Friday 9 January 2009

S&P 500 Heading Lower: Data

Does it feel like a major coil is about to spring in the markets, or is it just me? A lot of markets have been in a tightening trading range since late November. Which way will they go? I get the feeling that the sentiment out there is for equities to start to really rally. But that's not what I'm getting from this afternoon's Commitments of Traders data. I've just updated my latest signals table with the new signals from my trading setups based on this weekly derivatives data. Some highlights:

- My S&P 500 trading setup has gone back from cash to bearish for the start of next week's trading. And at this point, the setup will remain bearish until the end of the month. Small trader open interest (long plus short positioning) remains deflated - typically a bearish sign in my past testing.

I should note, however, that the latest reading places the small trader total open interest at 0.608 standard deviations below the moving average I use for this setup - up slightly from 0.680 standard deviations below the average the week before. The signal line is 0.6 standard deviations below the average. So that means the open interest has built to just shy of the point where it would trigger a bullish signal. Mind you, this signal operates with a three-week trade delay, so the earliest any new signal could take effect is the week of Feb. 2.

The second setup I use to get my signal for the S&P 500 is based on the small trader net position as a percentage of the total open interest. This second signal is definitely bearish - falling to 1.74 standard deviations below the average, down from 1.47 standard deviations last week. So not a good sign for the equity market.

- My trading setup for gold is in cash for the third week in a row. Large speculator net positioning has climbed gradually since it collapsed in August, when a bullish signal was triggered. It hasn't yet climbed to what my setup considers any kind of bullish extreme. But the other signal I use for this setup - based on the large speculator total open interest - has been on a bearish signal for the past four weeks. This is owing to a 31-percent increase in the large spec total open interest in the past month - typically a sign of downward pressure on the price of gold. So since the two signals don't agree, the overall setup is in cash.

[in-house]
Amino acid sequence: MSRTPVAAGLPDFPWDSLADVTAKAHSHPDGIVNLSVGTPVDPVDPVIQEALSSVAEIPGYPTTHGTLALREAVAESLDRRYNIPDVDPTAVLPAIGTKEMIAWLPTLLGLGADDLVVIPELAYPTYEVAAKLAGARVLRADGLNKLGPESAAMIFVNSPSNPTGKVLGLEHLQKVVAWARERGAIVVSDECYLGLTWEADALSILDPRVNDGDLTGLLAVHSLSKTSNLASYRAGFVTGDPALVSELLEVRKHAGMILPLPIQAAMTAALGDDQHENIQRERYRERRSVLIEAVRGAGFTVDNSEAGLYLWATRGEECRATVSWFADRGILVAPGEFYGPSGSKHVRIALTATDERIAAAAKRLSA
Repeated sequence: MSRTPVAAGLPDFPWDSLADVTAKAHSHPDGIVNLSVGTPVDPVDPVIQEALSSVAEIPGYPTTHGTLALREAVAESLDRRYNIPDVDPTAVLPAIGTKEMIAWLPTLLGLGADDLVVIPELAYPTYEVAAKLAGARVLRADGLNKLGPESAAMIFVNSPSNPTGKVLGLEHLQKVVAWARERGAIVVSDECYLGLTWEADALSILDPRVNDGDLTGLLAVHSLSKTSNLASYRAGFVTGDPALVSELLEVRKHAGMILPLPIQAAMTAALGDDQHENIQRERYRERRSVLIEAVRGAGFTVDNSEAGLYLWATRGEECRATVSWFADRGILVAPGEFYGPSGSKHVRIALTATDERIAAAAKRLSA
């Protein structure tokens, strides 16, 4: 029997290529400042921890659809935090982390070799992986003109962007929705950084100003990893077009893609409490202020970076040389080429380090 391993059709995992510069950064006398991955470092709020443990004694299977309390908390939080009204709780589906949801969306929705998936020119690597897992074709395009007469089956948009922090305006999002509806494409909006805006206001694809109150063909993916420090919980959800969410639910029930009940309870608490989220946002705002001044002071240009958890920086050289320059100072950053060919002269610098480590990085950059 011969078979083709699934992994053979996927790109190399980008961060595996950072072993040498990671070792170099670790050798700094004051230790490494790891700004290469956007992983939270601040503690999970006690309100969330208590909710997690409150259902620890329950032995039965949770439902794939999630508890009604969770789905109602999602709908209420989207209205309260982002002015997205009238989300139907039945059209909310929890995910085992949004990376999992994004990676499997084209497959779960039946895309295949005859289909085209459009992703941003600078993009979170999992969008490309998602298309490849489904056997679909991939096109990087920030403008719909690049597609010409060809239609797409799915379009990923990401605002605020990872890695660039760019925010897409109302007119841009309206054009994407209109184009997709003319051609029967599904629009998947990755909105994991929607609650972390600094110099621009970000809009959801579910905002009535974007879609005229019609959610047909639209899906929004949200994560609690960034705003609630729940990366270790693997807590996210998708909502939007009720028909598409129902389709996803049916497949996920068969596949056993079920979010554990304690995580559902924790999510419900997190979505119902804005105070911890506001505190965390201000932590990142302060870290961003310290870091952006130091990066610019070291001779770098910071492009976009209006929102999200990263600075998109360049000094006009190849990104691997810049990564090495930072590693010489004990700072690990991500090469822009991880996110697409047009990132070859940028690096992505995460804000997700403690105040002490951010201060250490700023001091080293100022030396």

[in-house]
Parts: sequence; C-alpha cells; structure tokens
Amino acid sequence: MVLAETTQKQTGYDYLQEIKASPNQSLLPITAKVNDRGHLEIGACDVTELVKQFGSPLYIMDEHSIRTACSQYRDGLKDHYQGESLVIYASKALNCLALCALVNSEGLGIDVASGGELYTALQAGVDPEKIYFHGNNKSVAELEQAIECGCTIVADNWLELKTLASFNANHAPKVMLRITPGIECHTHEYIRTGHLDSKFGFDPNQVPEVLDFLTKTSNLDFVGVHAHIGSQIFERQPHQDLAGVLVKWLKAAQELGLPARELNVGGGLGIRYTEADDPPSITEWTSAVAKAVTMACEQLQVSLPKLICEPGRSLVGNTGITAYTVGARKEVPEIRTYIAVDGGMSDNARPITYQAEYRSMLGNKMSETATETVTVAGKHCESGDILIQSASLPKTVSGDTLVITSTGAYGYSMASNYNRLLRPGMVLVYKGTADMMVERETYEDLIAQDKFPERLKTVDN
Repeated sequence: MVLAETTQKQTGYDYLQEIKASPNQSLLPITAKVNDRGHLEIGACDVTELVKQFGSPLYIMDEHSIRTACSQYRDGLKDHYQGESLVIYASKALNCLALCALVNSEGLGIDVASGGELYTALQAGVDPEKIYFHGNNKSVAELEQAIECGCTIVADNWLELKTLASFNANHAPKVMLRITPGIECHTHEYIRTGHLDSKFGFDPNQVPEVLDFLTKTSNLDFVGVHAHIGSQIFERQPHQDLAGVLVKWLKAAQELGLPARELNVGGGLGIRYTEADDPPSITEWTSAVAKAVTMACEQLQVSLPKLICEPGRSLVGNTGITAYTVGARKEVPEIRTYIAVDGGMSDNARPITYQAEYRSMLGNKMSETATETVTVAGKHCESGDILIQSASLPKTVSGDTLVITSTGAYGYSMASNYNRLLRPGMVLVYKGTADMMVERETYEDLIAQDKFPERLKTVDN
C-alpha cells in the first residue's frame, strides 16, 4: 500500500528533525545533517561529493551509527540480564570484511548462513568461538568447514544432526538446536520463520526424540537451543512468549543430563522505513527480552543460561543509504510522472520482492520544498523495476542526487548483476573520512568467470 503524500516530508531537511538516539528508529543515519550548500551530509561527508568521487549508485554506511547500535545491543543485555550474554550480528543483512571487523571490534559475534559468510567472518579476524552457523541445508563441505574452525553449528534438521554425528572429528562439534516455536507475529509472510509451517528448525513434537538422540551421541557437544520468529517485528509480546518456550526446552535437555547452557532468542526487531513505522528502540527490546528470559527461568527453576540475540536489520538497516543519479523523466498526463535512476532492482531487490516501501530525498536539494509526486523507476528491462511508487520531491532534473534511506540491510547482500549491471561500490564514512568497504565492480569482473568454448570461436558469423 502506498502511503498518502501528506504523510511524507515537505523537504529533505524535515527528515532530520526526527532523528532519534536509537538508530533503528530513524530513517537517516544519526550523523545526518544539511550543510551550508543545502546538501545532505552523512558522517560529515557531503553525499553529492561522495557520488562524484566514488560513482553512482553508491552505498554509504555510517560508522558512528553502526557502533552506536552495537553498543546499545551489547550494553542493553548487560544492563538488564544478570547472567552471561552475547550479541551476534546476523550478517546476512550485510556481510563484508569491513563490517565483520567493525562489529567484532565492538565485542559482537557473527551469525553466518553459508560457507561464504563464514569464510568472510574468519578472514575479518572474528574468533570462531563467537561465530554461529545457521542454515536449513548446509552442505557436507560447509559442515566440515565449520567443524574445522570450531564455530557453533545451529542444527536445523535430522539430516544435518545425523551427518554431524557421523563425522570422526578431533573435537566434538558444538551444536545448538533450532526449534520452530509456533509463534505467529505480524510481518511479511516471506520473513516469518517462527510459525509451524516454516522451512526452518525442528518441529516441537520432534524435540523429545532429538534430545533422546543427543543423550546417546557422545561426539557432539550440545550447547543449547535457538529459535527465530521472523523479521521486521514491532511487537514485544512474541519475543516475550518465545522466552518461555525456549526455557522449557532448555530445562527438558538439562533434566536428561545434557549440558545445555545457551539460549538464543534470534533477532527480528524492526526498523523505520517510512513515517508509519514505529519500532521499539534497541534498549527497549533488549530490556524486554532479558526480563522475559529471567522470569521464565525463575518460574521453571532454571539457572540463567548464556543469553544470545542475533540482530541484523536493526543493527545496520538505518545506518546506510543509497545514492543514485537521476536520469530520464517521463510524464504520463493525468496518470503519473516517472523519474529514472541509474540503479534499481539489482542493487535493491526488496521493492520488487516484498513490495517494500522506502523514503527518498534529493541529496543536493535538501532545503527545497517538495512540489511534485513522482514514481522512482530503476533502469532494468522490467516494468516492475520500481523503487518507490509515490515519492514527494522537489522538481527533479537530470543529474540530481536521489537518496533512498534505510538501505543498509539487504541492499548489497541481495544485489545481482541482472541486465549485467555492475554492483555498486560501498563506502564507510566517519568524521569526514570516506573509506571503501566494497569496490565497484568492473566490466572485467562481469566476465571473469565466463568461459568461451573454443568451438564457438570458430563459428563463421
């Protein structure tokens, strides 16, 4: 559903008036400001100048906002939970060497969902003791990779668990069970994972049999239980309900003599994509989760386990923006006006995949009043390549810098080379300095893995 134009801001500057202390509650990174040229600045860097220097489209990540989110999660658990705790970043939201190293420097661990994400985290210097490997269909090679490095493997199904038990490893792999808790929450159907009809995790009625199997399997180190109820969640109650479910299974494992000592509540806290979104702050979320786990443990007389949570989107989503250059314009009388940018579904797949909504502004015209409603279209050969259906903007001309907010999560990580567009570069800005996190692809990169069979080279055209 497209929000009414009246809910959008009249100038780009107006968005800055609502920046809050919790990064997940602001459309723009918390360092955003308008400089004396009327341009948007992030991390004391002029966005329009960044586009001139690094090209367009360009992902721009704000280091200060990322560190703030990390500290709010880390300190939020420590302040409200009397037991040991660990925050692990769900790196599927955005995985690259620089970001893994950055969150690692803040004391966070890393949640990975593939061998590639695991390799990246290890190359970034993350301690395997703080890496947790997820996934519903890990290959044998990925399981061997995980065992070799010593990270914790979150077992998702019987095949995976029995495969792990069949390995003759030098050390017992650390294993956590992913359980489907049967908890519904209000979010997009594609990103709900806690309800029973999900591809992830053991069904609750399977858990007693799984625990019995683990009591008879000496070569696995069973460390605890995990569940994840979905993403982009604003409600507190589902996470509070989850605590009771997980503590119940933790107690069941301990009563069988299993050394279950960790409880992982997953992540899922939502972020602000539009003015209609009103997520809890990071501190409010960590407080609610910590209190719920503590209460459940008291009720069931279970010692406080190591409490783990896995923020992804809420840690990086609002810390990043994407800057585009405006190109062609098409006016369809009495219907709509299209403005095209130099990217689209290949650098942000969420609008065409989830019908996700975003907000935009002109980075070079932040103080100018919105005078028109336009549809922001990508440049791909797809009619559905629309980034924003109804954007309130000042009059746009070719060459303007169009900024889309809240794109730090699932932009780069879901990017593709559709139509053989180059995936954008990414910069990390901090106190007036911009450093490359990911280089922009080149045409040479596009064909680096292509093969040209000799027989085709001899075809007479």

- My BKX U.S. Bank Index setup has gone to bullish for next week's open of trading, after three weeks in cash. I will not be trading this signal because I'm temporarily retesting all my setups using detrended price data and Monte Carlo testing, as I've explained in previous posts. (The same is true for all the setups I'm talking about in this post, except for gold and the S&P 500, which I've finished testing. See more on all this here.) I'll take the new signal under advisement, however. In my non-COTs trading, I am long Canadian financials. But I'd never buy BKX at this point if I was strictly trading it short-term off the charts (as of Friday's close that is; who knows what Monday brings). Looks terrible. In fact, it's not far from a possible short candidate based strictly on the short-term technicals.

- The NASDAQ 100 data has left my trading setup for this index in cash for another week - the fourth in a row - but breaking down the data shows an unpretty picture. The commercial net position has collapsed to a nearly-two-year low as a percentage of the total interest. Meanwhile, the wrong-way small trader crowd is still ridiculously bullish. After hitting more than three standard deviations above their moving average three weeks ago, their relative position has climbed down somewhat, but this week it was still 1.73 standard deviations above the mean.

- My crude oil setup is in cash for the sixth week running. Nice fakeout this week caught lots of folks in a sucker move, but crude didn't crash this long and this hard without some surprises remaining. The COT data seems pretty ambivalent about crude, too.

Have a relaxing weekend and see you here next week with more updates.

TAGS: S&P 500, SPX, gold, crude oil, NDX, NASDAQ 100, BKX, Bank Index, COT, Commitments of Traders, derivatives, Black Swans, market timing, trading system development, CFTC, Commodity Futures Trading Commission, COTs Timer, out-of-sample testing, walk-around testing


Anonymous said...

Good stuff. Appreciate your sharing it. I agree with your equity outlook in particular. Long the DXD .Other sentiment measures agreed with your work too. have a good weekend yourself.

Ariel said...

I agree with the prior comment. Also, you worried me with the idea of being bullish BKS, I'm delighted you paid heed to the chart on that! All else you said sounds great - nice analysis, thanks.

Alex Roslin said...

Hi Ariel and Frank-Augusta,

Thanks for your kind words. I should point out that I would have ignored the chart if I had finished retesting my BKX setup. Trading off the COT data often gives me counterintuitive ideas that aren't apparent on the charts.